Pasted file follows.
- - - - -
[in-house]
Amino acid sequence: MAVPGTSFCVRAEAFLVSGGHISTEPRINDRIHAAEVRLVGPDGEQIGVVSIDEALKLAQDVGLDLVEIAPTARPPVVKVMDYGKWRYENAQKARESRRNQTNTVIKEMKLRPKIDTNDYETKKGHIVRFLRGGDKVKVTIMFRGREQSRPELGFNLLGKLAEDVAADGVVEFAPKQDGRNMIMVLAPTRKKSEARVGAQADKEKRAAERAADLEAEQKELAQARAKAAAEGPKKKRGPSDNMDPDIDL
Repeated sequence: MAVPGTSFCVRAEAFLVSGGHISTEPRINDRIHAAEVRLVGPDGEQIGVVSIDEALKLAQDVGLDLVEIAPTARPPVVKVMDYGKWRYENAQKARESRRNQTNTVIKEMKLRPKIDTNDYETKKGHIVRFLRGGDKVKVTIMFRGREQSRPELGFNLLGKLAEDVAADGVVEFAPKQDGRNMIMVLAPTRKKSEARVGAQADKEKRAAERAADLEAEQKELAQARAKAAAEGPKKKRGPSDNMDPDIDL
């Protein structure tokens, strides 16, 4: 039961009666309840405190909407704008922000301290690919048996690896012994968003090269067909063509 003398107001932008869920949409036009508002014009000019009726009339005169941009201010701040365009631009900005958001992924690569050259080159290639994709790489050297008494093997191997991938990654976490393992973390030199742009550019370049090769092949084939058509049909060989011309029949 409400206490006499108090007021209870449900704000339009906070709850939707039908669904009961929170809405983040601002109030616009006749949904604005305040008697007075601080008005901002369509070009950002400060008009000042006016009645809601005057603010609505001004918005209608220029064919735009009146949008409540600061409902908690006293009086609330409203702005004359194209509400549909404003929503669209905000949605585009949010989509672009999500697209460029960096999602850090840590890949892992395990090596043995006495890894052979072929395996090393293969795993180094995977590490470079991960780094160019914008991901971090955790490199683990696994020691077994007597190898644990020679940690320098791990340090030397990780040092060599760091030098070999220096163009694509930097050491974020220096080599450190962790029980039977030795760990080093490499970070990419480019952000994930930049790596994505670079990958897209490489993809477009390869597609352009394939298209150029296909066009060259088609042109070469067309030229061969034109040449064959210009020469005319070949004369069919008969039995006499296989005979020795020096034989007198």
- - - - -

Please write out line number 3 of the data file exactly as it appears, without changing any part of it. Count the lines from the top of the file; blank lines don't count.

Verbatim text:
Repeated sequence: MAVPGTSFCVRAEAFLVSGGHISTEPRINDRIHAAEVRLVGPDGEQIGVVSIDEALKLAQDVGLDLVEIAPTARPPVVKVMDYGKWRYENAQKARESRRNQTNTVIKEMKLRPKIDTNDYETKKGHIVRFLRGGDKVKVTIMFRGREQSRPELGFNLLGKLAEDVAADGVVEFAPKQDGRNMIMVLAPTRKKSEARVGAQADKEKRAAERAADLEAEQKELAQARAKAAAEGPKKKRGPSDNMDPDIDL